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“Pension funds in Kansas and Indiana are expected to lose $3.6 billion and $6.7 billion…”

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Unfortunately, this misunderstanding of what are actually prudent investment considerations has resulted in legislative mandates that establish bans on the use of any ESG criteria — creating market distortions, reducing economic freedom, and creating an overly politicized approach to investment practices that is at odds with free-market principles. It is not the role of the government to tell investors to ignore those risks and opportunities by banning or mandating certain types of investment strategies. 

Free-market principles drive innovation, boost productivity, and ensure economic efficiency. So it’s no surprise to us that the states that have passed bills to restrict investment criteria are already experiencing several costly impacts.

Pension funds in Kansas and Indiana are expected to lose $3.6 billion and $6.7 billion respectively as a result of restrictive investment policies. Elsewhere, cities and towns find themselves facing significantly higher interest rates, because they are being banned from working with certain investment managers.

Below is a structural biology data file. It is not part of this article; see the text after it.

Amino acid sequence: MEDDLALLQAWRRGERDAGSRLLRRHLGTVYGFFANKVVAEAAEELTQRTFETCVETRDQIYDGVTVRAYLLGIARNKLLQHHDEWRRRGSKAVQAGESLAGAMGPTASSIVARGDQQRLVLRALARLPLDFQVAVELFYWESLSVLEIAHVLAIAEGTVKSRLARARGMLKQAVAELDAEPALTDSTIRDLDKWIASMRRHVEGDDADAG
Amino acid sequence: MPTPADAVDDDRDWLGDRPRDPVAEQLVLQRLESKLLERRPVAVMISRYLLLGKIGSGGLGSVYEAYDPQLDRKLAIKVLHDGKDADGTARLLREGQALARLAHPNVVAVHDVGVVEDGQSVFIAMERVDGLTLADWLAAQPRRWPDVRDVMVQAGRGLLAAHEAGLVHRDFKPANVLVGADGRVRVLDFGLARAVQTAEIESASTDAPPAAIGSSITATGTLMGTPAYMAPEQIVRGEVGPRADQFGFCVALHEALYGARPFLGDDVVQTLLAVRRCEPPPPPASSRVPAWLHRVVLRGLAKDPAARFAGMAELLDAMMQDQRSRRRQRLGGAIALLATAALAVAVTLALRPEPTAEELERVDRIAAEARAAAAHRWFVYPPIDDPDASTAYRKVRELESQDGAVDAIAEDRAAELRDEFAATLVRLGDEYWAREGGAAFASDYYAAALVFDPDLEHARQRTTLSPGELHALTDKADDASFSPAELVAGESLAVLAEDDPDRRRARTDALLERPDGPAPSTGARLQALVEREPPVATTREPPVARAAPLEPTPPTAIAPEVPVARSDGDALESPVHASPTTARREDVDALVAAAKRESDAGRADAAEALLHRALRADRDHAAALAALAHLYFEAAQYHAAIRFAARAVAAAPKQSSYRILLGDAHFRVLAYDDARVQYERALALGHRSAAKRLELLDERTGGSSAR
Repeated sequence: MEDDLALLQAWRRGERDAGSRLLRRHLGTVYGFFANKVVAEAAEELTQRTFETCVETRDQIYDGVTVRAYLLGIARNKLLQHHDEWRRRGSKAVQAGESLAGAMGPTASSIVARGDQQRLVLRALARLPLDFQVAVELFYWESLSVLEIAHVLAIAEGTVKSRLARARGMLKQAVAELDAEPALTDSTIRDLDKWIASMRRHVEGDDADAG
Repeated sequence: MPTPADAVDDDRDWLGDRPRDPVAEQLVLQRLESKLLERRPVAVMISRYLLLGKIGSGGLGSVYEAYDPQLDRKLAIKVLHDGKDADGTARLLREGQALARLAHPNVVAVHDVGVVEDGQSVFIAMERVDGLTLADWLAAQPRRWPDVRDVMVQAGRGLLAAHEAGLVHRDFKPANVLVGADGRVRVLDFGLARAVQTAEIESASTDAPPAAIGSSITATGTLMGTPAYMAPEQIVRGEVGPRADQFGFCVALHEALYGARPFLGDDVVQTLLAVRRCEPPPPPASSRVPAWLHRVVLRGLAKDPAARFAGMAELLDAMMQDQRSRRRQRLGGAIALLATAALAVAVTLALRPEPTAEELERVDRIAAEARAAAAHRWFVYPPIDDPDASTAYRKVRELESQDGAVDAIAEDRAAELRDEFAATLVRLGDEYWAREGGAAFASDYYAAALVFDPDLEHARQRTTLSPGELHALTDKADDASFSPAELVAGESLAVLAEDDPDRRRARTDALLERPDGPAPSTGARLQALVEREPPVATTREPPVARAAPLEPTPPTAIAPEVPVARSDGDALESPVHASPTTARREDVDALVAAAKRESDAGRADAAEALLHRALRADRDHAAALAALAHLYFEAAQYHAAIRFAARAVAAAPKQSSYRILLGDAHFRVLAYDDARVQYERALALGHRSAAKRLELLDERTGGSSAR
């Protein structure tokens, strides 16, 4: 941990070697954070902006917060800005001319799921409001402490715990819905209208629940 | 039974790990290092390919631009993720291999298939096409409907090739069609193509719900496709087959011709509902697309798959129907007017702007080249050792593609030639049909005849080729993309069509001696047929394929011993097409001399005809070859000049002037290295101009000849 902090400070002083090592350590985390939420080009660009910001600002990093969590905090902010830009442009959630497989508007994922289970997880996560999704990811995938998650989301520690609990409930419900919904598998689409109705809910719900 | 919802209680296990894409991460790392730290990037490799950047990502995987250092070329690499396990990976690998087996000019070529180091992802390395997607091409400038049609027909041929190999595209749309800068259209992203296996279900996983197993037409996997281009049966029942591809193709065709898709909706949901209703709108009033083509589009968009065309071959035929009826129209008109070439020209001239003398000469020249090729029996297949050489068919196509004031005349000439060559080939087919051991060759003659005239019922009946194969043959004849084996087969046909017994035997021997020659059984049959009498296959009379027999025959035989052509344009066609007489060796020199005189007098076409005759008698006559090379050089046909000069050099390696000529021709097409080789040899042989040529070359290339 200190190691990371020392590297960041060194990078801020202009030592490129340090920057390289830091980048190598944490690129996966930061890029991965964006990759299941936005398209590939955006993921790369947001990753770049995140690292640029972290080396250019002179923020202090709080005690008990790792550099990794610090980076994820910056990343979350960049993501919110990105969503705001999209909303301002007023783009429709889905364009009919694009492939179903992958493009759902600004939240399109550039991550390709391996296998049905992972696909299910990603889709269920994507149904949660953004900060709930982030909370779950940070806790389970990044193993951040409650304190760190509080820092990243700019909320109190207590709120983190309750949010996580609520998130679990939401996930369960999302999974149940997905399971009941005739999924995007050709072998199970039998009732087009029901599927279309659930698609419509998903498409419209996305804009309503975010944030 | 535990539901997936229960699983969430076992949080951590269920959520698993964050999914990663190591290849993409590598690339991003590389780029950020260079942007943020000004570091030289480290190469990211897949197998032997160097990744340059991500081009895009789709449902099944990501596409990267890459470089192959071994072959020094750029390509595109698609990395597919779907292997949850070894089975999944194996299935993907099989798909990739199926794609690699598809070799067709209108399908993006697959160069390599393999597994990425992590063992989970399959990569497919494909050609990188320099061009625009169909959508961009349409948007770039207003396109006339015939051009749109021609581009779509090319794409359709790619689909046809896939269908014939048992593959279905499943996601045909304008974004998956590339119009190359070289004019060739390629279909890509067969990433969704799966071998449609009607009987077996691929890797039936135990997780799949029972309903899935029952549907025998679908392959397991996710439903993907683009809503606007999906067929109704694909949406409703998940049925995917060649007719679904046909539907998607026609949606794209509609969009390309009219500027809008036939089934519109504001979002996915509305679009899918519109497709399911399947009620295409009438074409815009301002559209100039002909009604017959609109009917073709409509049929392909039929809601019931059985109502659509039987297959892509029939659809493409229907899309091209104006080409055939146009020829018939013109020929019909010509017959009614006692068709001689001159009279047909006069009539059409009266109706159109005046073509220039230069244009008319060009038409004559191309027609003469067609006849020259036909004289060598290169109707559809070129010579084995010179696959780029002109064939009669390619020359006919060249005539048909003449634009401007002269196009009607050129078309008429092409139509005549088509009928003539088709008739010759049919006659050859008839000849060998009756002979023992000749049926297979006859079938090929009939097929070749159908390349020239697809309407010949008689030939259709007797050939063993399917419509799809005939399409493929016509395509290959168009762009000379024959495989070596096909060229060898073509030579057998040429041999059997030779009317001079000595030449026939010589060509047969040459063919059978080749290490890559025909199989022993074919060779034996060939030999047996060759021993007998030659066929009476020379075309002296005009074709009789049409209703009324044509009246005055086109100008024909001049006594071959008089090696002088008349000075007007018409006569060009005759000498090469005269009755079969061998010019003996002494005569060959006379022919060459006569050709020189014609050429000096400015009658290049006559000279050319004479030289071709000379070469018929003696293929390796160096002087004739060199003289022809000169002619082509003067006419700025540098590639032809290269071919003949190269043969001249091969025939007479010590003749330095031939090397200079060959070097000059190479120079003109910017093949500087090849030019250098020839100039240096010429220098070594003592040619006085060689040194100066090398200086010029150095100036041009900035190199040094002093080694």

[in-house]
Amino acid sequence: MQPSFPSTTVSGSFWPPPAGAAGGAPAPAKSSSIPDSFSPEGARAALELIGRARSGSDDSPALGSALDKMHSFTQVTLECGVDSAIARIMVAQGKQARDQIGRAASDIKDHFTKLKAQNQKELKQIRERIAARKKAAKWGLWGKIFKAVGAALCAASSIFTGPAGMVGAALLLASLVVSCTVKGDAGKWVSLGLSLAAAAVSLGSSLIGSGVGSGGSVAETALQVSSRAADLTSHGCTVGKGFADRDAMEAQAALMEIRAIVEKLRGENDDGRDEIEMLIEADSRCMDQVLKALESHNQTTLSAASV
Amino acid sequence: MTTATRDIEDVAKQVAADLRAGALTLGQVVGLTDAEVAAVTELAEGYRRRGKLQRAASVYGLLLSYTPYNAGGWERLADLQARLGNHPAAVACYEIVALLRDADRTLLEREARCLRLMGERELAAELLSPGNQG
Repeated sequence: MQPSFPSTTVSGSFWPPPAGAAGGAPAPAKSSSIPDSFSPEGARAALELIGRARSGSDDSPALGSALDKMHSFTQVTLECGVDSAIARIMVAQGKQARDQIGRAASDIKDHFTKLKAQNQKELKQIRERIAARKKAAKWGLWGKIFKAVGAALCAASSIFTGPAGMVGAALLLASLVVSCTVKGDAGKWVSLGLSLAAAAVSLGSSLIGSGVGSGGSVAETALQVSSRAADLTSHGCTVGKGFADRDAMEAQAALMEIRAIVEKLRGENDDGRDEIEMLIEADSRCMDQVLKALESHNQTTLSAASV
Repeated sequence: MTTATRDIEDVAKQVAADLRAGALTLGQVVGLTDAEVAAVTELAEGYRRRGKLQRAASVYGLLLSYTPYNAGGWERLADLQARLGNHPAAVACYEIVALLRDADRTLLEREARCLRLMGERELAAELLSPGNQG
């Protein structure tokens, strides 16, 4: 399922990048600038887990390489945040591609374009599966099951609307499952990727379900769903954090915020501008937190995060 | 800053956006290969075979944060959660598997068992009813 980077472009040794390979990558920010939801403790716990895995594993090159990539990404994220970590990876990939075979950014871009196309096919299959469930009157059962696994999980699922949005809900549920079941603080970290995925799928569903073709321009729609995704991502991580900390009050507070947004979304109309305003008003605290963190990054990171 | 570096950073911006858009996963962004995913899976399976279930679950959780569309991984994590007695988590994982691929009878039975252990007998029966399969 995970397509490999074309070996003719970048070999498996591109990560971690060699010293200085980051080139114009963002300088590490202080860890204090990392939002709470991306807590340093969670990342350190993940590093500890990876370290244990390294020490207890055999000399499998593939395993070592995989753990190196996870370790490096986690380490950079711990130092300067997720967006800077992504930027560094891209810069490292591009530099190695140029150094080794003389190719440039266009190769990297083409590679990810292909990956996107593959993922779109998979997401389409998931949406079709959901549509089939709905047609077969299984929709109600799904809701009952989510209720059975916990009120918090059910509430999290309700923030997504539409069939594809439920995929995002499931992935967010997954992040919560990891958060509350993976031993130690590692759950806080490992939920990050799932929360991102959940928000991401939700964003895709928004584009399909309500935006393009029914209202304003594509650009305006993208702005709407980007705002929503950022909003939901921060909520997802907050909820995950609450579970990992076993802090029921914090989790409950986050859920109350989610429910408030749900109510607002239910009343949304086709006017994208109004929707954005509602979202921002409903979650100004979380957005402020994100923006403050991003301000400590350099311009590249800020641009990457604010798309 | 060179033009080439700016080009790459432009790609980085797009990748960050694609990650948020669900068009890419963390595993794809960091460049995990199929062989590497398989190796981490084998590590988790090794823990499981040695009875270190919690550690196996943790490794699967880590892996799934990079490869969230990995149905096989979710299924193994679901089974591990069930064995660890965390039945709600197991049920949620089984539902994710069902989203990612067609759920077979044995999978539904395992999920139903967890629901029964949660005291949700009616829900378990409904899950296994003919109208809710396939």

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In all cases, these policies represent a troubling approach to capital markets that abandons both free-market principles and the fiduciary duty of investment managers. In effect, many of these laws serve to undermine the well-intentioned goal of maximizing the value of retirement accounts and state pensions.  Professional investors should be allowed to do what they do best: assess risks and opportunities free of government overreach.

That’s why C3 Solutions released a letter with nine other signers, including National Taxpayer Union, R Street, and American Action Forum, sharing a set of principles that protect investment policy from politicization while upholding fiduciary duty and driving economic growth, innovation, and environmental progress.